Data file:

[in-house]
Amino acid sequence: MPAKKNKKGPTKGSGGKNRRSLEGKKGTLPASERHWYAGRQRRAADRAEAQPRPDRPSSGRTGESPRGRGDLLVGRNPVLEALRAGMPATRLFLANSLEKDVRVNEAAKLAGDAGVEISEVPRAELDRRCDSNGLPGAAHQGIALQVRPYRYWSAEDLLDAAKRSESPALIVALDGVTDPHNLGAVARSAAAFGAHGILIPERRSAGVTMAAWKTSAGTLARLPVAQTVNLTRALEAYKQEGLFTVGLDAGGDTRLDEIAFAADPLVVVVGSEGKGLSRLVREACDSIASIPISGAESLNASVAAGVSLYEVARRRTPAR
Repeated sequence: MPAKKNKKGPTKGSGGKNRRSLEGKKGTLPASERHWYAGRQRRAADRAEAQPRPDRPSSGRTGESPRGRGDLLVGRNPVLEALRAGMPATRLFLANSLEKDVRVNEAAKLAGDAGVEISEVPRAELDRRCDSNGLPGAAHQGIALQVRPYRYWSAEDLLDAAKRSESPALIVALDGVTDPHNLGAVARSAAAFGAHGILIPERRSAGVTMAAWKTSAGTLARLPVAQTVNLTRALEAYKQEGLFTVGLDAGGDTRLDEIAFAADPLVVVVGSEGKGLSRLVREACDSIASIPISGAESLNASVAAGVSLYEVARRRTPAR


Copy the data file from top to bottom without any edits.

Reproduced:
[in-house]
Amino acid sequence: MPAKKNKKGPTKGSGGKNRRSLEGKKGTLPASERHWYAGRQRRAADRAEAQPRPDRPSSGRTGESPRGRGDLLVGRNPVLEALRAGMPATRLFLANSLEKDVRVNEAAKLAGDAGVEISEVPRAELDRRCDSNGLPGAAHQGIALQVRPYRYWSAEDLLDAAKRSESPALIVALDGVTDPHNLGAVARSAAAFGAHGILIPERRSAGVTMAAWKTSAGTLARLPVAQTVNLTRALEAYKQEGLFTVGLDAGGDTRLDEIAFAADPLVVVVGSEGKGLSRLVREACDSIASIPISGAESLNASVAAGVSLYEVARRRTPAR
Repeated sequence: MPAKKNKKGPTKGSGGKNRRSLEGKKGTLPASERHWYAGRQRRAADRAEAQPRPDRPSSGRTGESPRGRGDLLVGRNPVLEALRAGMPATRLFLANSLEKDVRVNEAAKLAGDAGVEISEVPRAELDRRCDSNGLPGAAHQGIALQVRPYRYWSAEDLLDAAKRSESPALIVALDGVTDPHNLGAVARSAAAFGAHGILIPERRSAGVTMAAWKTSAGTLARLPVAQTVNLTRALEAYKQEGLFTVGLDAGGDTRLDEIAFAADPLVVVVGSEGKGLSRLVREACDSIASIPISGAESLNASVAAGVSLYEVARRRTPAR